Estate Planning 101: Wills

A will is a legal document that determines the disposition of your property by identifying who will manage the distribution of your estate, and has the responsibilities for paying the estate tax on the assets of the estate, paying the liabilities existing at the time of death, and paying the costs of administration.

There are volumes written about wills. For our purpose, it is important to note that the will establishes the identity of your family. If you have children who will receive unequal portions of your estate, it is prudent to explain the reasons for the inequality to avoid a potential family dispute, which could end up in court. In addition, if you fail to name a child, some states permit the disinherited child to claim a portion of the estate.

The will also names your fiduciaries or appointed representatives. Typically, an executor may be sufficient. The executor is designated to ensure that all the property is distributed to the beneficiaries after all debts and taxes have been aid. The guardian's role is strictly limited to the care of your minor children, to raise and educate them; normally your surviving spouse is the guardian. The trustee is named to manage assets in trusts; the trustee can be your spouse, a close family member or friend, a professional such as an attorney, or a bank.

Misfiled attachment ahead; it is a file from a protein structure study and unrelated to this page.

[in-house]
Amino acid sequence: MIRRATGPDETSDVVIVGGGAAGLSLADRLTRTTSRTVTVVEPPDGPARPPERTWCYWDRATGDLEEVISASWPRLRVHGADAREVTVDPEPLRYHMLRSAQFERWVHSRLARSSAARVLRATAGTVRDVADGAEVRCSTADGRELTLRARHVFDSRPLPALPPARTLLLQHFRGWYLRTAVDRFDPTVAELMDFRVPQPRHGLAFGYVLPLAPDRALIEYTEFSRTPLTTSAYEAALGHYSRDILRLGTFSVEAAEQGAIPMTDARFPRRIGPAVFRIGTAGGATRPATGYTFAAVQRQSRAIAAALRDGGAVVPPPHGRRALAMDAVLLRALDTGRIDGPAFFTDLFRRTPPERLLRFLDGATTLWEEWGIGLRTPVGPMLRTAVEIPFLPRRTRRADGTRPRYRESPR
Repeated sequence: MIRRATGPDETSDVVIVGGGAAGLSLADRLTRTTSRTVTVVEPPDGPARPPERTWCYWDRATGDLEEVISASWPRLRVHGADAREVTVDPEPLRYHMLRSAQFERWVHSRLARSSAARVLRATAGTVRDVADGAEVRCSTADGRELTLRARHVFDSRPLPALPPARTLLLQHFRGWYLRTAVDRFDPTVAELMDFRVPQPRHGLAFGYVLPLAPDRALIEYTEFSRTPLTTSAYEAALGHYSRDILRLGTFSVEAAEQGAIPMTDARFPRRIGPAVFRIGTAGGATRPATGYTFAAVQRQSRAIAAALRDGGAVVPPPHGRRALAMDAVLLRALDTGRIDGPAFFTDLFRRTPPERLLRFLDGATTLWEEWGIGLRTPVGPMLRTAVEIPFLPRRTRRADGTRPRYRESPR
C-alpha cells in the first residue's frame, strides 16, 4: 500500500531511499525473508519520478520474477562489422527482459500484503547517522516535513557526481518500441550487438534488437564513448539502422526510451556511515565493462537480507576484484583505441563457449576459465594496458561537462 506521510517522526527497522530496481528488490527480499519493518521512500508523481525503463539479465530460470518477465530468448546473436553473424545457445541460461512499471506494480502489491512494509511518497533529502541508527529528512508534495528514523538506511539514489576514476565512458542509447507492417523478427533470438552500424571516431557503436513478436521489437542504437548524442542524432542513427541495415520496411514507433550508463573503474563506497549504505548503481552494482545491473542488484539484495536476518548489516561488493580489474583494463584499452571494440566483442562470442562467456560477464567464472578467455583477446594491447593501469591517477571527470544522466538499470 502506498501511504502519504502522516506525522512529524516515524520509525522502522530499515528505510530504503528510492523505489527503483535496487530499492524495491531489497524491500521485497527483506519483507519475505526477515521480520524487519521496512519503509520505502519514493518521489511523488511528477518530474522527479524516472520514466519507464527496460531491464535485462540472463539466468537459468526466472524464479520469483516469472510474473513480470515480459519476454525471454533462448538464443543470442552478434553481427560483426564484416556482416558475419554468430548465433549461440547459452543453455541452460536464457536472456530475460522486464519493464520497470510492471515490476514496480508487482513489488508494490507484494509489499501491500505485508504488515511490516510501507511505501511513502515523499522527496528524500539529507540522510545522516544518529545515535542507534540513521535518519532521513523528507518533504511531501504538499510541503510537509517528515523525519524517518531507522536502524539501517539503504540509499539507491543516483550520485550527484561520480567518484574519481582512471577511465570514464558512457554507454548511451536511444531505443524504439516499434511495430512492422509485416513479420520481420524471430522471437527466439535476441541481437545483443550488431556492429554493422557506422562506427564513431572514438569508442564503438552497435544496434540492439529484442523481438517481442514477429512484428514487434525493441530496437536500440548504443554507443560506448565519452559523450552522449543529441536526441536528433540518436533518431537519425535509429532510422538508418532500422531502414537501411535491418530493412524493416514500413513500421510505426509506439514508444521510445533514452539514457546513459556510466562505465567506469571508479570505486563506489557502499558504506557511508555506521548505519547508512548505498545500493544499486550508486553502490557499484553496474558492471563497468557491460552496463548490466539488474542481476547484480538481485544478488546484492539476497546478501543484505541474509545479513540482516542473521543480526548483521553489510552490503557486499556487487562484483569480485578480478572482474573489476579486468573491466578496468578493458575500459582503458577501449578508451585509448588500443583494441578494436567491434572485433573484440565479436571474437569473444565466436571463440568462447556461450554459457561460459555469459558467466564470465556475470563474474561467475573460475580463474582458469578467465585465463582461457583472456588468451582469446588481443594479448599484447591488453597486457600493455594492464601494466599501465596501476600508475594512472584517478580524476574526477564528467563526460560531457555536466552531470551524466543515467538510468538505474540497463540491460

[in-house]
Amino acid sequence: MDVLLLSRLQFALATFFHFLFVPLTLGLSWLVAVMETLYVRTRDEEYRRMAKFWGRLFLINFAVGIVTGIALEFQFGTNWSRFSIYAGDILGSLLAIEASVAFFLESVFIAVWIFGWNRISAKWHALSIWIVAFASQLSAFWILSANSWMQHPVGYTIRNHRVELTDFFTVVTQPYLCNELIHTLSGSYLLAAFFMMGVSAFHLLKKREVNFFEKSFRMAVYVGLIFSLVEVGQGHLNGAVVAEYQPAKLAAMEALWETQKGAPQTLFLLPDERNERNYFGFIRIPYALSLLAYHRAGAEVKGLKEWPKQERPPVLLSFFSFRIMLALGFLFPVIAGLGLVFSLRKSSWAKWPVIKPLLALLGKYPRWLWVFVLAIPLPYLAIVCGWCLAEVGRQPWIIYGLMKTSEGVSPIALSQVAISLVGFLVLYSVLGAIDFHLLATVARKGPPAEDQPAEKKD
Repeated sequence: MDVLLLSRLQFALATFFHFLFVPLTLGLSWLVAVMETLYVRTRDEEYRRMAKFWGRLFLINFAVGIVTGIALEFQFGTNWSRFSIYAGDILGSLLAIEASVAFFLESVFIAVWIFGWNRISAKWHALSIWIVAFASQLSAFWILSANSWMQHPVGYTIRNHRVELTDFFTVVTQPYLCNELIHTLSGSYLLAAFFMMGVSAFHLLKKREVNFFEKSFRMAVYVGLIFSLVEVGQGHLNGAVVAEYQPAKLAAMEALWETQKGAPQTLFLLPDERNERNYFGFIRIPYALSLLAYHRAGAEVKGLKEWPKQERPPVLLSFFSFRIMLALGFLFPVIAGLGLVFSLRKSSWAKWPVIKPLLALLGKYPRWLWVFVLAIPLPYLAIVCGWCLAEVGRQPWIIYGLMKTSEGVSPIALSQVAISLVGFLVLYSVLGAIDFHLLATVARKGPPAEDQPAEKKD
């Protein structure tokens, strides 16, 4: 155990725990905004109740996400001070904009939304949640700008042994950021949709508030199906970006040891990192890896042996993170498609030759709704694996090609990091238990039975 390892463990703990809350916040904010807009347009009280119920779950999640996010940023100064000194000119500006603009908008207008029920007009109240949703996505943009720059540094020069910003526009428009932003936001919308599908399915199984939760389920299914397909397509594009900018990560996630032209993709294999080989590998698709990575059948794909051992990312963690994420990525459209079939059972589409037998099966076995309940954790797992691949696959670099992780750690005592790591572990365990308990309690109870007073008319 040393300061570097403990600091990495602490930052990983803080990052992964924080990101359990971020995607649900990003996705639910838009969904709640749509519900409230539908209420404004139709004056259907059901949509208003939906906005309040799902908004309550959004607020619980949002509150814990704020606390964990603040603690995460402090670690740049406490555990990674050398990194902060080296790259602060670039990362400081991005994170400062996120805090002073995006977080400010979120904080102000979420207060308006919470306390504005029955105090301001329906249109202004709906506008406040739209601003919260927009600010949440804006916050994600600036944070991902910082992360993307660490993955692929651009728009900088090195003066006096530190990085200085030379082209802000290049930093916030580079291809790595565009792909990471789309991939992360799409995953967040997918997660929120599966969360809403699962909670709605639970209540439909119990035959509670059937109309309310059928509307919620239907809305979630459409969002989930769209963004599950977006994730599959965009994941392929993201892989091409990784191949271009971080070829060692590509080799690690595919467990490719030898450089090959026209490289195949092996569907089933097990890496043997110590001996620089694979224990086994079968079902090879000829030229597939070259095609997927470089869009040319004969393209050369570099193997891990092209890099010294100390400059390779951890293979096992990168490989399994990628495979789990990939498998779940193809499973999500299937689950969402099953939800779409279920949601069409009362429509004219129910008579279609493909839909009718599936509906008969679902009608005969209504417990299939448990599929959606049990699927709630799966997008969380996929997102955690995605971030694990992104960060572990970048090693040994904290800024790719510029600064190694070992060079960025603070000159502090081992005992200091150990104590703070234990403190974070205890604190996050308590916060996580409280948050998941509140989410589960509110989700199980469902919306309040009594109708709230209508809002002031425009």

There are several types of wills, such as "simple will," a "contingent trust for the benefit of minor children," and a "marital deduction will." Your attorney will guide you with choosing the most beneficial type of will for your circumstances. In addition, there are a variety of provisions for determining specific intentions, such as the survivorship provision, the spendthrift clause, the perpetuities savings clause, and attestation clause.

Finally, there is the testamentary letter, which can be a supplement to your will. The testamentary letter provides helpful information to your executor and family, and may also contain more personal information than belongs in a will, such as last rites and funeral services. The will has legal predominance, but the testamentary letter can clarify the decedent's intentions.

This letter can also be useful in a variety of ways, including identifying the location of important documents, listing the names of your professional advisors, explaining large purchases or loans, and instructing your spouse about notifying certain agencies or companies like the Veterans' Administration, the Social Security Office, etc. This letter is also helpful by including all the details that affect the business of the person's life such as the safe deposit box's location, changing the registration of bank accounts, vehicles, real property, IRA accounts, Keogh plans, etc.

For more information about the role wills play in estate planning, contact your financial advisor or an estate planning attorney.

Estate planning including wills are an important part of a successful exit strategy. For more information, visit Synergetic Finance or pick up a copy of Joseph M. Maas' book "Exit Insight: Getting to Sold!" available at Merrell Publishing online

This article was published on 24 Jul 2014 and has been viewed 512 times
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